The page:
The Fourteen Stations of the Cross

The Fourteen Stations of the Cross by

Artwork Detail Request a print

Colin McCahon painted Fourteen Stations of the Cross, 1966 as a sequence which ideally was to be viewed from left to right. The artist paints the 14 events described in the New Testament, beginning with Christ being condemned and ending with his body being laid in the tomb after his crucifixion. Instead of setting this narrative in Jerusalem, the sequence is sited in New Zealand.

McCahon’s views constantly shift from land as seen from the sea, to hills as seen from a plain. While local landscapes are shown they are not specific to a particular place, but instead represent an imaginary journey. In simplifying New Zealand’s landscape McCahon enhances ambiguity and viewers are left questioning whether these are scenes of arrival or departure. Consequently, what started as a gospel narrative becomes a visual metaphor for journeys taken throughout life, in which one’s experiences link the past with the future. A few years after creating the work McCahon described the paintings’ meanings for him: ‘They are all concerned with man’s fall and his resurrection.’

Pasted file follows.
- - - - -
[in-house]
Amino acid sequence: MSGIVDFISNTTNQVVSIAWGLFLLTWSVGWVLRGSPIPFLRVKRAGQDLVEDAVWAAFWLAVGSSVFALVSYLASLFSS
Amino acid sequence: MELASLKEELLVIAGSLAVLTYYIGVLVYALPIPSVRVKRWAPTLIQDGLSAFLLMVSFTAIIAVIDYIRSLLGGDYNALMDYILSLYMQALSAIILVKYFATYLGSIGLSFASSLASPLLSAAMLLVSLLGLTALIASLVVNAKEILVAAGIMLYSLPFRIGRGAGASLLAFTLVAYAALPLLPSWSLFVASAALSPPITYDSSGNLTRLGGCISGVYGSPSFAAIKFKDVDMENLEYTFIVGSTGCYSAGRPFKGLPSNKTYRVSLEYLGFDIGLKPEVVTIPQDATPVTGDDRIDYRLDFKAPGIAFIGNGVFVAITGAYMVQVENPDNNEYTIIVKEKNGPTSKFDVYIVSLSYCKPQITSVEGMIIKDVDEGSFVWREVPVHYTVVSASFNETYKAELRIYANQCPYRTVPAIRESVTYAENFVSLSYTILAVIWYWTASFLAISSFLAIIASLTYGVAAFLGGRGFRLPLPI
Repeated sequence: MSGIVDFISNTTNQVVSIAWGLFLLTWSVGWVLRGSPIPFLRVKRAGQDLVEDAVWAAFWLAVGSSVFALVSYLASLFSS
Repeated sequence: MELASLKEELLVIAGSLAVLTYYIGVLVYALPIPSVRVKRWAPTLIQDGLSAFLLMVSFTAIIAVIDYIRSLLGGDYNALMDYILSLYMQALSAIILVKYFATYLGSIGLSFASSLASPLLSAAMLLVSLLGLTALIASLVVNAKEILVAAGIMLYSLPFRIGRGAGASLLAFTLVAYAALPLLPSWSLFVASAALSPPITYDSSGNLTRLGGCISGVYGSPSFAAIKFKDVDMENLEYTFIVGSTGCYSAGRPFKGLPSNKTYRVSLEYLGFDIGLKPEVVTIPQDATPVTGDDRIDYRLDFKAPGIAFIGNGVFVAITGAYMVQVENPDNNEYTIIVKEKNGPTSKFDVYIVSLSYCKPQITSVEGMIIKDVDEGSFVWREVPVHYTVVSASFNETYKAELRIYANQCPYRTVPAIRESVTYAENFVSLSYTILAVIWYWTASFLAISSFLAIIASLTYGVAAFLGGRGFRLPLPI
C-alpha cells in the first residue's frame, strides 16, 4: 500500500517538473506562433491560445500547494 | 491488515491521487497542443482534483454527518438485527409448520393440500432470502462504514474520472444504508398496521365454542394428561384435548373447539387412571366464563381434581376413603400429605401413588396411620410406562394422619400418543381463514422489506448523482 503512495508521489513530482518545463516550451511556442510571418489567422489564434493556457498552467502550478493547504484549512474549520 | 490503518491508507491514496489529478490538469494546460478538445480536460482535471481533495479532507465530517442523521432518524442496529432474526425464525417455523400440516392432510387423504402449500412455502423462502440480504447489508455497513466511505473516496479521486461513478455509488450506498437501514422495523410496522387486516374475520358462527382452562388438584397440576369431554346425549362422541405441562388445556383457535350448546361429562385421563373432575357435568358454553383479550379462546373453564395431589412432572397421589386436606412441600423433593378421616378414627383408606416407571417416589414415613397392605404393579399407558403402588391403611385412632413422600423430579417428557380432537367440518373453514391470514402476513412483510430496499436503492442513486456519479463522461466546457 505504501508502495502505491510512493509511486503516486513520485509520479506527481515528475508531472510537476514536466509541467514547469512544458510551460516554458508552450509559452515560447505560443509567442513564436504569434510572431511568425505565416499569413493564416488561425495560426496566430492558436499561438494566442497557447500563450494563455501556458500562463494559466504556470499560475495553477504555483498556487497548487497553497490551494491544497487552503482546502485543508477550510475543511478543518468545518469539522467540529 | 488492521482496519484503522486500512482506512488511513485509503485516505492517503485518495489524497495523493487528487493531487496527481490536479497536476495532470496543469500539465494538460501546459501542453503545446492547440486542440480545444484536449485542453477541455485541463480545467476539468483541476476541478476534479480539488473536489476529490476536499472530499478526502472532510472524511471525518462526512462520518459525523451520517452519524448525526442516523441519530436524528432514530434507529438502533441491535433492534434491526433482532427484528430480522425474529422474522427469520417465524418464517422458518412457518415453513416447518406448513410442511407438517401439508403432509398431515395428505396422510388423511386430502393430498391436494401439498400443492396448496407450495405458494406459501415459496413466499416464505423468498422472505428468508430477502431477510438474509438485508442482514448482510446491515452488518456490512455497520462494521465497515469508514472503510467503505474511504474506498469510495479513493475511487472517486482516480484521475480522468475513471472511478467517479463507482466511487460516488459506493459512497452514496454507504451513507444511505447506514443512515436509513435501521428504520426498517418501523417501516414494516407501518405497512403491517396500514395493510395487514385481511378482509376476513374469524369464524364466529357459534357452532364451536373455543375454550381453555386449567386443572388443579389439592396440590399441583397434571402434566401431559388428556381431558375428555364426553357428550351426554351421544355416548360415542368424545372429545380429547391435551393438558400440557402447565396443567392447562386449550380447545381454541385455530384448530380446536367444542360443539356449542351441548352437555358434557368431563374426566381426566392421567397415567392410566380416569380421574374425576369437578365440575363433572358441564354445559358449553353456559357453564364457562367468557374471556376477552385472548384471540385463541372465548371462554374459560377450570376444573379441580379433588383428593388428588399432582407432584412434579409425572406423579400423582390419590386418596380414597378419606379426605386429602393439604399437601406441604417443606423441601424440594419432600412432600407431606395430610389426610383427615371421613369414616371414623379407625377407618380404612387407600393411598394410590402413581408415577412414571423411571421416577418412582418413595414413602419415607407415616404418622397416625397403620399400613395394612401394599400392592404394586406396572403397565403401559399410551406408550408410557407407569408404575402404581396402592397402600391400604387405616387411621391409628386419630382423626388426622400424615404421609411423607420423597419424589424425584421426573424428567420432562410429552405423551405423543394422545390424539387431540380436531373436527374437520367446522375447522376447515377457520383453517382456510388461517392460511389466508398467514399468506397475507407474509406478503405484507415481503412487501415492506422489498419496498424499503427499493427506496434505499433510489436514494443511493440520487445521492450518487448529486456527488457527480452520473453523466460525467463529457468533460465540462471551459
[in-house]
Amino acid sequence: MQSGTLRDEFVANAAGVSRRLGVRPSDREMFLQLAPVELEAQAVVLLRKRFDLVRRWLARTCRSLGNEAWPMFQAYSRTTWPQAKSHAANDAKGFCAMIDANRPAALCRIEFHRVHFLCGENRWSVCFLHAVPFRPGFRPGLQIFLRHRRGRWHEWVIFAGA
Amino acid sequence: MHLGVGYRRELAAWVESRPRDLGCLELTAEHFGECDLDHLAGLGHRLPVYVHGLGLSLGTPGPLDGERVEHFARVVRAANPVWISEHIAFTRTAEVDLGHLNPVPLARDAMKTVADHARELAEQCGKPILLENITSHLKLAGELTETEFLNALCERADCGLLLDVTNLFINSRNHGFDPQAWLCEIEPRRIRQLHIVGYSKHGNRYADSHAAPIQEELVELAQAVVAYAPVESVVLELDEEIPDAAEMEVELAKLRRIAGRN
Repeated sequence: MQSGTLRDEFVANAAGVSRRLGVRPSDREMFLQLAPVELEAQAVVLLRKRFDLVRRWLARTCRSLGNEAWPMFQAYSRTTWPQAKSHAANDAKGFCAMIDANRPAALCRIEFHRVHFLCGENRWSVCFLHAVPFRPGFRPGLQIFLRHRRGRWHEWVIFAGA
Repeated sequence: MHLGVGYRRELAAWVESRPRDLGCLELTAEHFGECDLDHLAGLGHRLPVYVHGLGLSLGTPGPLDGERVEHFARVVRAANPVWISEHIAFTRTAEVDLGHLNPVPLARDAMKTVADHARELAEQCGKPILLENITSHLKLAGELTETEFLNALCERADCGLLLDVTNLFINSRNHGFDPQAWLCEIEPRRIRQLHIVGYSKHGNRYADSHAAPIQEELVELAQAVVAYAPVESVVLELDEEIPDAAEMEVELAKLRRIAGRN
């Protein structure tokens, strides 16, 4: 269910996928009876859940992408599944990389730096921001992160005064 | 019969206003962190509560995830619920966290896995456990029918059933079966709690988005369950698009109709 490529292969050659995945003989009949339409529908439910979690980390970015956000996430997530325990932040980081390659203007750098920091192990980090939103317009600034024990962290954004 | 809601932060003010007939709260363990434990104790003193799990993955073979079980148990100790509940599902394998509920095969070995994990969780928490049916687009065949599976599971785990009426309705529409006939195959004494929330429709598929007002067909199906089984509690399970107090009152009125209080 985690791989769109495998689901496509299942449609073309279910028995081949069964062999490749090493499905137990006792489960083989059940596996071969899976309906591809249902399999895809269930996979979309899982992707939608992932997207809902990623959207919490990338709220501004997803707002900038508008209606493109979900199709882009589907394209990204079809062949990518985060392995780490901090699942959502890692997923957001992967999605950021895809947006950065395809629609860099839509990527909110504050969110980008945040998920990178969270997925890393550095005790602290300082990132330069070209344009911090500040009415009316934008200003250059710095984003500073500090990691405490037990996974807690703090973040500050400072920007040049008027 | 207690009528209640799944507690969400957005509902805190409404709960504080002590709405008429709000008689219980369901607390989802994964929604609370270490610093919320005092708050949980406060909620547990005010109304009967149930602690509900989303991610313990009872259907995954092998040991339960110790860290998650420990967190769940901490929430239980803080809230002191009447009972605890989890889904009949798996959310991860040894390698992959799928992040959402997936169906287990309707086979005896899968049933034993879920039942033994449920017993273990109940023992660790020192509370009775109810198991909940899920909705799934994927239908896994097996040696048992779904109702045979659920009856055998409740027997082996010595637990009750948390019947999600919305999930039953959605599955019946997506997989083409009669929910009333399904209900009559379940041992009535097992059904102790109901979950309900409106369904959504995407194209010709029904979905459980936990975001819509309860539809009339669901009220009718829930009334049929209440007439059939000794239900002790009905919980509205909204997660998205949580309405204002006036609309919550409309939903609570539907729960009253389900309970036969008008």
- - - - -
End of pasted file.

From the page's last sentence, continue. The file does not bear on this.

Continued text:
Title
The Fourteen Stations of the Cross
Artist/creator
Production date
1966
Medium
synthetic polymer paint on 14 sheets of paper on cardboard
Dimensions
750 x 555 mm
Credit line
Auckland Art Gallery Toi o Tāmaki, gift of the artist, 1981
Accession no
1981/27
Other ID
1981/27/1-14/X, cm000123 Catalogue Number
Copyright
Copying restrictions apply
Department
New Zealand Art
Display status
Not on display

If you’re interested in reproducing this artwork, you can enquire here.

Request a print